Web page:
Abstract

This study examined the mental health needs, knowledge, and utilization of counseling services among graduate students at a large university in the western United States. Almost half of graduate student respondents reported having had an emotional or stress-related problem over the past year, and over half reported knowing a colleague who had had an emotional or stress-related problem over the past year. Self-reported mental health needs were significantly and negatively related to confidence about one s financial status, higher functional relationship with one s advisor, regular contact with friends, and being married. Utilization of counseling services was positively associated with an index of depression symptoms, the number of semesters in school, and identifying as female. those students who had experienced a significant mental health event in the past year and had higher functional relationships with their advisors were significantly more likely to utilize counseling services. Findings suggest a need for increased attention to graduate student mental health needs, especially the role of financial confidence in student well-being and the relationship of graduate students with their advisors.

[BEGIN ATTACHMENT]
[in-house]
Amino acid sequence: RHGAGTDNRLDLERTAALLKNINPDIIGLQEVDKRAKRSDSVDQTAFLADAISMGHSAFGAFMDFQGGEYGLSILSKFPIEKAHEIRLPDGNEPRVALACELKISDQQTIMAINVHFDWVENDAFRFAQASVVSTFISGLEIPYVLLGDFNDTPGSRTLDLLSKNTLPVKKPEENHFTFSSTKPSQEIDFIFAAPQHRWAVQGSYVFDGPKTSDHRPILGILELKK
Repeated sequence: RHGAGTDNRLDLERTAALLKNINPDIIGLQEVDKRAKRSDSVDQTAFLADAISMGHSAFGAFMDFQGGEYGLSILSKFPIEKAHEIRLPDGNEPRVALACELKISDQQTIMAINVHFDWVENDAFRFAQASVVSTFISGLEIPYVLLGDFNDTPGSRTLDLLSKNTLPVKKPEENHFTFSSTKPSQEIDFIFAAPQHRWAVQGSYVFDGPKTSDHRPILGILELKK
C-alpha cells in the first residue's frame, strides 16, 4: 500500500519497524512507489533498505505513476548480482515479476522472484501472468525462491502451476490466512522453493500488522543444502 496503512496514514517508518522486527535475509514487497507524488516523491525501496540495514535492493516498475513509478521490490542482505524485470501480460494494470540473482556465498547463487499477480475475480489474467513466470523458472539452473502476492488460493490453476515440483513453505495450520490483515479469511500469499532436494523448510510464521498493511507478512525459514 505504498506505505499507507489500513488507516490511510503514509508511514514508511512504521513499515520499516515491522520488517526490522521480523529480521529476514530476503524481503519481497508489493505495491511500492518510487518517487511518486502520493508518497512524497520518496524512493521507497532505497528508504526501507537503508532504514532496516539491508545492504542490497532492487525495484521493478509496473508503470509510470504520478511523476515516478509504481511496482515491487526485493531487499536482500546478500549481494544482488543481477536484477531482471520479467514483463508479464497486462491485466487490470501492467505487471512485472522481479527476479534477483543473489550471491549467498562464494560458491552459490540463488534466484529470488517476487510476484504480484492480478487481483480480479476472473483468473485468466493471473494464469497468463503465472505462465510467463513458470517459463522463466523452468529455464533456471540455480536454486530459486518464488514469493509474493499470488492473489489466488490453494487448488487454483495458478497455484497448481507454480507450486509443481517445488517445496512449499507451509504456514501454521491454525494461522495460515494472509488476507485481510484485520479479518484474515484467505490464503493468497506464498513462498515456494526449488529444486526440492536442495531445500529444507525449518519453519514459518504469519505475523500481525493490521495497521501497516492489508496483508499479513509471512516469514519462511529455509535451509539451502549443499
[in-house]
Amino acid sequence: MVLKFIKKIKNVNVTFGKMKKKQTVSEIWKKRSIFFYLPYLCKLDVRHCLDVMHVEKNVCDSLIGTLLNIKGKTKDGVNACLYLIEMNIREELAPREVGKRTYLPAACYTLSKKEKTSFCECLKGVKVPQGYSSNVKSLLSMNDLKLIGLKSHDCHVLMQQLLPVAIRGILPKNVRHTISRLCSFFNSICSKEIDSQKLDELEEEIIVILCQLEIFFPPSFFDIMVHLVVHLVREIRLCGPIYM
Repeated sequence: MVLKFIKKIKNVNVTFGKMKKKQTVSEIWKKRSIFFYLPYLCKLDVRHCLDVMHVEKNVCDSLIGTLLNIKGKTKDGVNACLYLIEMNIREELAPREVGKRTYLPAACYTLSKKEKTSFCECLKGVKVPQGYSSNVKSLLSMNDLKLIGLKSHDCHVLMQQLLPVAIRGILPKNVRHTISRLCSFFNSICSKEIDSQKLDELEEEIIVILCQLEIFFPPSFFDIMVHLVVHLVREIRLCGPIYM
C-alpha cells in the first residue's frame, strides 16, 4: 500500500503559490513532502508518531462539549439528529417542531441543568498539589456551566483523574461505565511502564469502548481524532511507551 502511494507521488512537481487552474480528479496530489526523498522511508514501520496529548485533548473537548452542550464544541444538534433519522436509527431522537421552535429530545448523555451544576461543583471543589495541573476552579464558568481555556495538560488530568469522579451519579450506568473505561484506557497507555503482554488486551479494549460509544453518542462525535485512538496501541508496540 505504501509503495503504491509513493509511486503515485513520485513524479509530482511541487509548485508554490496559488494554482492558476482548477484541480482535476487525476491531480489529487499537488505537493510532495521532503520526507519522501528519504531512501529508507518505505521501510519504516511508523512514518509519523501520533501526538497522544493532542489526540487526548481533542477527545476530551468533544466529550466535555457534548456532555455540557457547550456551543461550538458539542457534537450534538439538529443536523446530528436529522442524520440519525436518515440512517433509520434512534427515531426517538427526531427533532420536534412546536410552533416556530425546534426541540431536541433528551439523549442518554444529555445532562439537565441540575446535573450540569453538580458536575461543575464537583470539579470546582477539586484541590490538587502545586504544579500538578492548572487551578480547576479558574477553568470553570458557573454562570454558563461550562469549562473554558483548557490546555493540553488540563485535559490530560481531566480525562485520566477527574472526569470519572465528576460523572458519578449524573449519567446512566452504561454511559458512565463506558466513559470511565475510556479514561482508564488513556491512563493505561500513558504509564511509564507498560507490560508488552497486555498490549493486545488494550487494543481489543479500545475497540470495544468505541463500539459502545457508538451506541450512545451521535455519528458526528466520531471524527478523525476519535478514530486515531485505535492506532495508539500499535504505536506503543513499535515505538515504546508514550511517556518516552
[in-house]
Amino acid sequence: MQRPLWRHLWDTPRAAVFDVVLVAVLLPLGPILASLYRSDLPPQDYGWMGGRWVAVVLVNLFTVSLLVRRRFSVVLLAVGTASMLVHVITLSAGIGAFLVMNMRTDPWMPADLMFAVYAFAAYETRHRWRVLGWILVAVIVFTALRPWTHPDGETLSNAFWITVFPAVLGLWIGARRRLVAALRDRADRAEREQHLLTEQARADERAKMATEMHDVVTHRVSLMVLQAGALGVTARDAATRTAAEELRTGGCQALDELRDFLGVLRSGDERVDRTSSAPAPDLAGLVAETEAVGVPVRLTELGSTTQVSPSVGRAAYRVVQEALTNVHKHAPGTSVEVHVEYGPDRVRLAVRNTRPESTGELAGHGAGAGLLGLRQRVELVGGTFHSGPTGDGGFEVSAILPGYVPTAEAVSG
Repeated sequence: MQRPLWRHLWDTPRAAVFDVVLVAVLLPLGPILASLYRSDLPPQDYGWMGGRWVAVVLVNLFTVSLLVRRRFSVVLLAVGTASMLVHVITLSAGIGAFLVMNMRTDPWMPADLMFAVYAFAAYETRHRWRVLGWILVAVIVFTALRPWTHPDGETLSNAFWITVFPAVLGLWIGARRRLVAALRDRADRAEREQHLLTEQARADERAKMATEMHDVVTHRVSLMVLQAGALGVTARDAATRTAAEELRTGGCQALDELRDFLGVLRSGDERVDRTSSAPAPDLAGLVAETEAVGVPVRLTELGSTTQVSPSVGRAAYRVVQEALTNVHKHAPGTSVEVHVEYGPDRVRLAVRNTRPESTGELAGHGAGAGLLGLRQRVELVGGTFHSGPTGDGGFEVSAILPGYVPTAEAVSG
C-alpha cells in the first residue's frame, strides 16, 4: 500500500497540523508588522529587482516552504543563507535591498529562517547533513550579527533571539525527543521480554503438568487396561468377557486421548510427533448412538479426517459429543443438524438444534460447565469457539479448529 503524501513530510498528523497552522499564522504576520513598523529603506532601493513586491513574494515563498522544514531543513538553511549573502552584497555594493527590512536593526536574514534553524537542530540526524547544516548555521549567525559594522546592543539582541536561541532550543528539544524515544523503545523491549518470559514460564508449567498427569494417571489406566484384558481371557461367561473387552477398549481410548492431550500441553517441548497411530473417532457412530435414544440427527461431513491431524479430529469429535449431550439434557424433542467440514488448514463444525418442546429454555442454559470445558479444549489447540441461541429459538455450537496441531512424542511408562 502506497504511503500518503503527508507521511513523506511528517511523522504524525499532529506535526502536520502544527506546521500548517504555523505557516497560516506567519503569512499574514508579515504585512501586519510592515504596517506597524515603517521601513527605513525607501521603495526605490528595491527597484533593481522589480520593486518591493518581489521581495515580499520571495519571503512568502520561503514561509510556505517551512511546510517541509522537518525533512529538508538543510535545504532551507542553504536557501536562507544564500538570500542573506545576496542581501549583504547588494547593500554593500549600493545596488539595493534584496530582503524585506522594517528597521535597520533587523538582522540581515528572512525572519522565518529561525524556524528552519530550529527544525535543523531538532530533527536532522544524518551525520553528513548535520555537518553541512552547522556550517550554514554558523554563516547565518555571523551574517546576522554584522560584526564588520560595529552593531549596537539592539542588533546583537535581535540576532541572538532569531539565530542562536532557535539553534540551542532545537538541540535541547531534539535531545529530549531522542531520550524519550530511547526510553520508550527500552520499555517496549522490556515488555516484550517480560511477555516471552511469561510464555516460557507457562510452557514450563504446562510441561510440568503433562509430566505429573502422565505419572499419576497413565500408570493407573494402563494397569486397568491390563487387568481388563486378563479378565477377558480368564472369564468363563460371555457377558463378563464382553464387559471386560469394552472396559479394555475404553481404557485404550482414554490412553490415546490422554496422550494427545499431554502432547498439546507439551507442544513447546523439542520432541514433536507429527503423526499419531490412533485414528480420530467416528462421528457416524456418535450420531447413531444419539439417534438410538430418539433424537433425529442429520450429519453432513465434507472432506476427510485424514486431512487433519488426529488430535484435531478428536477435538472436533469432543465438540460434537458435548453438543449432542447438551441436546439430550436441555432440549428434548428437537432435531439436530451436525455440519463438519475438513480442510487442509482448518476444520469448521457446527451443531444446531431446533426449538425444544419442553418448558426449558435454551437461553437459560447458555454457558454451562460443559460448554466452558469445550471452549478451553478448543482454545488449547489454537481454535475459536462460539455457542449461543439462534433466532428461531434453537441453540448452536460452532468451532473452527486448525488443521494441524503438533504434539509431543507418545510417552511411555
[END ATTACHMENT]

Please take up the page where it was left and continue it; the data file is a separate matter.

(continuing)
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Additional Information

ISSN
1543-3382
Print ISSN
0897-5264
Pages
pp. 247-266
Launched on MUSE
2006-05-18
Open Access
No
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